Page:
But is this common, everyday verb the most appropriate for describing the absolutely unique relationship between God the Spirit on the one hand, and the Father and the Son on the other?
Part of the problem is that no one has been able to clarify what is meant by ‘proceed’ in this connection. In fact, it has seldom been attempted. Instead, ever since the Western church expanded the original wording of the Creed and adopted the form, ‘who proceeds from the Father and the Son’, attention has focused on the dual procession to the almost total exclusion of the meaning of ‘procession’ itself. Theologians have been clear that the Spirit was not made by God, and equally clear that he was not begotten. But when it came to shedding light on the difference between being ‘begotten’ and ‘proceeding,’ they confessed themselves at a complete loss, not least because Eternal Generation was as great a mystery as Procession. This should not surprise us, of course. We know only in part, and every theological reflection quickly ushers us to the brink of the unknown. It is no wonder, then, that Gregory of Nazianzen in his Fifth Theological Oration (VIII) warns us to ‘learn in silence’ and expresses his frustration with those who probe too far: ‘What then,’ he asked, ‘is Procession? Do you tell me what is the Unbegotten-ness of the Father, and I will explain to you the physiology of the Generation of the Son and the Procession of the Spirit, and we shall both of us be frenzy-stricken [go mad!] for prying into the mystery of God.’
But going mad is not the only danger here. There is also a grave risk that on the back of the terms ‘begotten’ and ‘proceeding’ we will introduce into our understanding of the Trinity a dangerous element of subordinationism, as if the Son owed his being to the Father who begat him, and the Spirit owed his being to the Father and the Son from whom he proceeded. The language of the great patristic theologians encouraged this tendency, suggesting that the Father alone was un-originated and self-existent. Even Athanasius, the great champion of the homoousion (the doctrine that the Father and the Son were ‘the same in substance’) allowed himself to speak of the Son as the ‘off-spring’ of God; and talk of the Father as the ‘source’ or the ‘cause’ or the ‘fountain’ or the ‘beginning’ of the others (or even of the Godhead itself) was not uncommon. Such language was indeed hedged around with numerous qualifications, but it still encouraged a belief-culture in which the Father had primacy and the Son and the Spirit were subordinate.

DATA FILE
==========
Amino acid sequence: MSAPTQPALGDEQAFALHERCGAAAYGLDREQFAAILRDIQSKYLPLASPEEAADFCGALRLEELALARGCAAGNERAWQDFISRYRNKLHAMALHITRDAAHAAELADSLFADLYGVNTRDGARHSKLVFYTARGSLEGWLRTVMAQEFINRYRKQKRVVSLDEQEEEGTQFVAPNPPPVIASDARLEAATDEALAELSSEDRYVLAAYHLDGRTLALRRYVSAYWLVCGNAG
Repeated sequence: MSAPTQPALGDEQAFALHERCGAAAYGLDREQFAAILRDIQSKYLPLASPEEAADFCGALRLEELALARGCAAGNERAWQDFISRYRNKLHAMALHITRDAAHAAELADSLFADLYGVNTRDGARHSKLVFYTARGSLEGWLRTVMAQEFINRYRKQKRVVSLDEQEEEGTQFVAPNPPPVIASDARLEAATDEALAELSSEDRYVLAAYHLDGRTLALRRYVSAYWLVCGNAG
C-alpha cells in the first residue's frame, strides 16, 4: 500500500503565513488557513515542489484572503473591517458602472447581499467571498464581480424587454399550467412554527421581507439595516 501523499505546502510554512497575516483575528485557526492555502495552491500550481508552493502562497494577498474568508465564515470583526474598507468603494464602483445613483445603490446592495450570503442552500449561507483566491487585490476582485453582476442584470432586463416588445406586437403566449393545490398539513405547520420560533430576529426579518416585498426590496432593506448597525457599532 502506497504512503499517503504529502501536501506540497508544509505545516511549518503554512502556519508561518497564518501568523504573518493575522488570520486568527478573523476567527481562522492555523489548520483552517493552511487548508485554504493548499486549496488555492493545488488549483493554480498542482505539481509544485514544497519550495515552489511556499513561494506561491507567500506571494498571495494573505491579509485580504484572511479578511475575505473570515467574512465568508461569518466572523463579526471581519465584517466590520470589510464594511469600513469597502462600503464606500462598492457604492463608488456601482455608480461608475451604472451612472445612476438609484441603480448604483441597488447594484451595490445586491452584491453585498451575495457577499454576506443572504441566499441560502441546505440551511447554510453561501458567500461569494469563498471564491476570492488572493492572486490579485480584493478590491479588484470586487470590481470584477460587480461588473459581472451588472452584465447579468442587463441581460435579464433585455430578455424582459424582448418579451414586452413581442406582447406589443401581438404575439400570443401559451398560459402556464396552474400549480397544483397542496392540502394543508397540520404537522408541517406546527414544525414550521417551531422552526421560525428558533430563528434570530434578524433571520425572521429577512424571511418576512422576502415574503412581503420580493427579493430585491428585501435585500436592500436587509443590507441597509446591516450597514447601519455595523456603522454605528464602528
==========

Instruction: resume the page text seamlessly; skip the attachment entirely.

If we remember, however, that the Son and the Spirit are homoousios with the Father, and that homoousios means that they are one and the same in being, none of the Three can be said to be the source of the being of another. The Three have the same being, they are the same being, they are the one God, not three gods. None owes it to the other that he is God. On the contrary, each is God in his own right. The Son is from the Father in the sense that he is his Son, but precisely because he is his Son he is the same in nature with the Father and equal in power and glory; and likewise, precisely because the Paraclete is the Spirit of the Son he is equal with the Son. No understanding of ‘begetting’ or ‘proceeding’ can be allowed to compromise this equality. In particular, it cannot be allowed to compromise the self-existence of the Son and the Spirit.
But there is a further difficulty. While there is a clear correspondence between the term ‘Son’ and the term ‘begotten’ there is no such correspondence between ‘Spirit’ and ‘proceeding’. Does it not follow, then, that no amount of reflection on the word ‘proceeds’ is going to shed much light on the relationship between the Father and the Spirit, or between the Son and the Spirit?
At this point there is an intriguing difference between the Creed’s statement on the generation of the Son and its statement on the procession of the Spirit. In the case of the Son, we are not only told that the Son was begotten of the Father, but are given the further explanatory statement that he was begotten ‘of the essence of the Father’ (ek tēs ousias tou Patrou): a reinforcement of the doctrine that the Father and the Son were one in nature (‘co-essential’). In the case of the Spirit, however, the Creed contents itself with the briefer statement, ‘who proceeds from the Father’ [plus the later Western addition, ‘and from the Son’].